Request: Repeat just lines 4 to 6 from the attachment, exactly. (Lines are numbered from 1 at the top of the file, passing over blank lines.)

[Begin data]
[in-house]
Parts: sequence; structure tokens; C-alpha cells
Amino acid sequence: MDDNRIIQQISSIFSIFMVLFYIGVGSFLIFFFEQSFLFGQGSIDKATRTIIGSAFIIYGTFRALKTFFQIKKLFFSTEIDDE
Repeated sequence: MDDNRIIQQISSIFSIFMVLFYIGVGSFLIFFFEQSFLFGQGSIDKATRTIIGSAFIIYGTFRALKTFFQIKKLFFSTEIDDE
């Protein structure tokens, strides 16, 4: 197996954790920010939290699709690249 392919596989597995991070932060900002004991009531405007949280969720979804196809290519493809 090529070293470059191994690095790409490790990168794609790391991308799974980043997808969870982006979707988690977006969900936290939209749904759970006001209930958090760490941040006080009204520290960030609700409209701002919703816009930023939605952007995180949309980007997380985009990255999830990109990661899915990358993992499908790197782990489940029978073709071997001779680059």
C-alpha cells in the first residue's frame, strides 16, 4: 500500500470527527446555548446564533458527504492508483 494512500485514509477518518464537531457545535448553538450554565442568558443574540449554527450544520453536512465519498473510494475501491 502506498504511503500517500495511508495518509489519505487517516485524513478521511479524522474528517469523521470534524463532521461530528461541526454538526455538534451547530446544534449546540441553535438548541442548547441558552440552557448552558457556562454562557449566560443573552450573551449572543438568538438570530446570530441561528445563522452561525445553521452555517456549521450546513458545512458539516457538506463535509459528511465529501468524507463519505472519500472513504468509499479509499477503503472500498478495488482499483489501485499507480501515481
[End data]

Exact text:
Repeated sequence: MDDNRIIQQISSIFSIFMVLFYIGVGSFLIFFFEQSFLFGQGSIDKATRTIIGSAFIIYGTFRALKTFFQIKKLFFSTEIDDE
């Protein structure tokens, strides 16, 4: 197996954790920010939290699709690249 392919596989597995991070932060900002004991009531405007949280969720979804196809290519493809 090529070293470059191994690095790409490790990168794609790391991308799974980043997808969870982006979707988690977006969900936290939209749904759970006001209930958090760490941040006080009204520290960030609700409209701002919703816009930023939605952007995180949309980007997380985009990255999830990109990661899915990358993992499908790197782990489940029978073709071997001779680059």
C-alpha cells in the first residue's frame, strides 16, 4: 500500500470527527446555548446564533458527504492508483 494512500485514509477518518464537531457545535448553538450554565442568558443574540449554527450544520453536512465519498473510494475501491 502506498504511503500517500495511508495518509489519505487517516485524513478521511479524522474528517469523521470534524463532521461530528461541526454538526455538534451547530446544534449546540441553535438548541442548547441558552440552557448552558457556562454562557449566560443573552450573551449572543438568538438570530446570530441561528445563522452561525445553521452555517456549521450546513458545512458539516457538506463535509459528511465529501468524507463519505472519500472513504468509499479509499477503503472500498478495488482499483489501485499507480501515481